1,400 bell ringers hailing from across the UK died during the First World War. Ringing Remembers sought to recruit 1,400 new bell ringers in their memory.
When the bells rang out on 11 November 1918 they announced the end of the most catastrophic war the world had yet seen. All new ringers rang together across the country on 11 November 2018 as part of the national commemorations to mark the centenary of the Armistice.
New recruits total
2,792 ringers were recruited to be part of this unique nationwide project – very nearly double the target! Existing ringers, the public and the media got behind the campaign, greatly contributing to its enormous success.
Many new ringing bands were started in towers where ringing had not happened for years or even decades. Many further bands were strengthened in numbers.
These ringers and communities now have lifelong memories tied into the centenary of the First World War. Through their learning they honoured the memory of the 1,400 bell ringers and helped the UK mark the centenary in an unforgettable way.
Ringing on Armistice day
Ringing Remembers was funded by the Ministry for Housing, Communities and Local Government. You can read more about the UK Government’s national WW1 commemoration activities, in which bell ringing played a leading role, on the Armistice 100 website. You can also see where bell ringing took place on The Ringing World’s Armistice 100 BellBoard event.
Learning to ring
Read more about what bell ringing involves and discover how Ringing Remembers recruits were getting on with their learning during the campaign.
New learners will always be welcome to join towers up and down the country to learn a new skill that is both a sport and an art, a mental exercise and good for focus and fitness. You can become part of a friendly and sociable community, both locally and nationally, and connect with an ancient British tradition. Ringing is open to adults and children alike, with the youngest learners normally around the age of 10. Read more on the Central Council of Church Bell Ringers website.
The-cut off date for registering as a Ringing Remembers campaign recruit was 11 November 2018. No further registrations are being accepted.
Bell ringers lost their lives
Many bell ringers joined the war effort, and many lost their lives. Just after the war, the Central Council of Church Bell Ringers (CCCBR) wrote to all bell towers to compile the Roll of Honour. At the time a thousand men were reported as lost. During the First World War Centenary the CCCBR has been reviewing this list and has discovered a further 400 bell ringers who died in service. Two bell towers—Edington in Wiltshire and Bamburgh in Northumberland —lost 6 ringers each during the war. In total 1,400 bell ringers lost their lives. A loss to them and their families. A loss to communities.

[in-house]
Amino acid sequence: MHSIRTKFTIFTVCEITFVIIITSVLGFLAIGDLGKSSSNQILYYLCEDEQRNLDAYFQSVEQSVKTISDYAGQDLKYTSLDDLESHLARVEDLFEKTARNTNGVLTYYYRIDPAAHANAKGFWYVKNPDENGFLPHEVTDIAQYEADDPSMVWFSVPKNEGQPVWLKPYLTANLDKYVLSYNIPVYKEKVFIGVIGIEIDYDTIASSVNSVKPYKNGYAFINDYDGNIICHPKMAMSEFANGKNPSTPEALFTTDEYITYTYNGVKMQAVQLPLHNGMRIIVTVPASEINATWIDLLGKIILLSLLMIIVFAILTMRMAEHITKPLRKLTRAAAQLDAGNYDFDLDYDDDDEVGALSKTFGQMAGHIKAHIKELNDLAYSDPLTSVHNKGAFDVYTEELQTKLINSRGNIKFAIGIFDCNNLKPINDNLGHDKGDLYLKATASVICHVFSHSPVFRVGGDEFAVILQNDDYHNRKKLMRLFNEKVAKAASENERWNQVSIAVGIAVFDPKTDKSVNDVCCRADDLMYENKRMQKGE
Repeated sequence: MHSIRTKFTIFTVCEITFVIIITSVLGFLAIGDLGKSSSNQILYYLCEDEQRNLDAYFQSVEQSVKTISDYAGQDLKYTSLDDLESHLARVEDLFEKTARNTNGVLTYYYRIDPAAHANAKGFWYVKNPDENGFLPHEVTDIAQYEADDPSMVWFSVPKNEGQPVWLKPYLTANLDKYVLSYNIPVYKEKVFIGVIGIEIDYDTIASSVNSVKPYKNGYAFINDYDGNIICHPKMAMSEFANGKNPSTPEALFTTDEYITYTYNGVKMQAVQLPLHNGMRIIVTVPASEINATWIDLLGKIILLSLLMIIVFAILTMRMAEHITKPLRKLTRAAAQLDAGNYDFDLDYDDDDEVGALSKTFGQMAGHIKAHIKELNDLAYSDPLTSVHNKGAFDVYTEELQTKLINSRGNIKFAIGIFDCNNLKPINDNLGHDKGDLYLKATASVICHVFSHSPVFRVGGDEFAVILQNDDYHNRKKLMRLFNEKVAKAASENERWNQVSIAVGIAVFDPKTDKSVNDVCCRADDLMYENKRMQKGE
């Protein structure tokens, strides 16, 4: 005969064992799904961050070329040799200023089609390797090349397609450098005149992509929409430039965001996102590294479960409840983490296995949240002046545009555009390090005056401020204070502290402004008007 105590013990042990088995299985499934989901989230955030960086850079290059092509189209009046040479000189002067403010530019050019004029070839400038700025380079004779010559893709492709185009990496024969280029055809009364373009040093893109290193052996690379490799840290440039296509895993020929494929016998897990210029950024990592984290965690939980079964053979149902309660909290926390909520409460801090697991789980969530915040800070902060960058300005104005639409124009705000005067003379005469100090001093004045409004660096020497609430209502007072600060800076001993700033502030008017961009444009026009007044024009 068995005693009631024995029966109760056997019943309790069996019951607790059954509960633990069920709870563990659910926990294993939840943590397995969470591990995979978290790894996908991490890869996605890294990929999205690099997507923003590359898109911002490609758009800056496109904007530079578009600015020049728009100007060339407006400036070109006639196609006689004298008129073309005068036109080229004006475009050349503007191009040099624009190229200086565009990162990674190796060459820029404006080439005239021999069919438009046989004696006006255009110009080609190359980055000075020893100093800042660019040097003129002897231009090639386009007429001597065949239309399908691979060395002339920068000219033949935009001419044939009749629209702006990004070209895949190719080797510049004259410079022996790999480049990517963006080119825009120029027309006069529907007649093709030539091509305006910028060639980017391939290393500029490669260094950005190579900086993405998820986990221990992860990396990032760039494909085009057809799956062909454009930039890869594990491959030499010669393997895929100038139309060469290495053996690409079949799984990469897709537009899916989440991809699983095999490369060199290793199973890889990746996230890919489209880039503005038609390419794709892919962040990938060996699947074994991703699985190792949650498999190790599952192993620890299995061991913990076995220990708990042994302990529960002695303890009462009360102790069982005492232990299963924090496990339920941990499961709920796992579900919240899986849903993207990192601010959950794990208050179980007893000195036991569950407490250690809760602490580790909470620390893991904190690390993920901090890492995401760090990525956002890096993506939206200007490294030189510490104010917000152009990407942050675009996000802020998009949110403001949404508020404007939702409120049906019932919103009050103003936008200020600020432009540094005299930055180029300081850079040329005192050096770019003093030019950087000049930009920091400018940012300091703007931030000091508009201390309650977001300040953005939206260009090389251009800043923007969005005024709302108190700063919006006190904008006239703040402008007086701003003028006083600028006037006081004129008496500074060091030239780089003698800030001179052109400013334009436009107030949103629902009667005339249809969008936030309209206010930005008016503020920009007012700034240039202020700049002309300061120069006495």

Bells rang out for the Armistice
When the bells rang out on 11 November 1918 they announced the end of the most catastrophic war the world had yet seen. At that time, bells were at the heart of the community, marking events of great significance and as a means of communication long before modern technology connected us. At the end of the war, many people heard about the Armistice through bell ringing.
Bell ringing in Britain
Bell ringing is a British tradition, and the British Isles are home to a distinctive style of bell ringing called ‘change ringing’ which produces a peal of bells, part of our national ‘soundscape’. Most people don’t realise that outside the British Isles change ringing towers are few and far between. While the British Isles has some 5,500 change ringing towers, the rest of the world put together has less than 150.
Bell ringing is woven into the fabric of our society, marking rites of passage in our lives including christenings, weddings and funerals. It often marks and forms part of important local occasions and national celebrations – recently this has included the Queen’s Diamond Jubilee, the London Olympics and Paralympics and the Lumiere light festival in Durham. Bell ringers have regular competitions, and often come together to ring just for the joy of it.
Although bell towers are commonly in churches, you don’t have to go to church to be a bell ringer. Bell ringers are a friendly, inclusive community with people of all faiths and none. With 5,500 bell towers in Britain, there’s at least one near you!
Ringing Remembers leaflets and posters
Download the Ringing Remembers poster, leaflet and illustrations.
Share your Ringing Remembers stories
Share your stories with us on social media using #RingingRemembers and join the Ringing Remembers Facebook group.
Email us at firstname.lastname@example.org.
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Ringing Remembers is funded by the Ministry of Housing, Communities and Local Government, and is a partnership with the Central Council of Church Bell Ringers. Ringing Remembers is part of Remember Together, which brings diverse communities together to commemorate shared – and often sidelined – heritage, bringing significant marginalised heritage into the mainstream.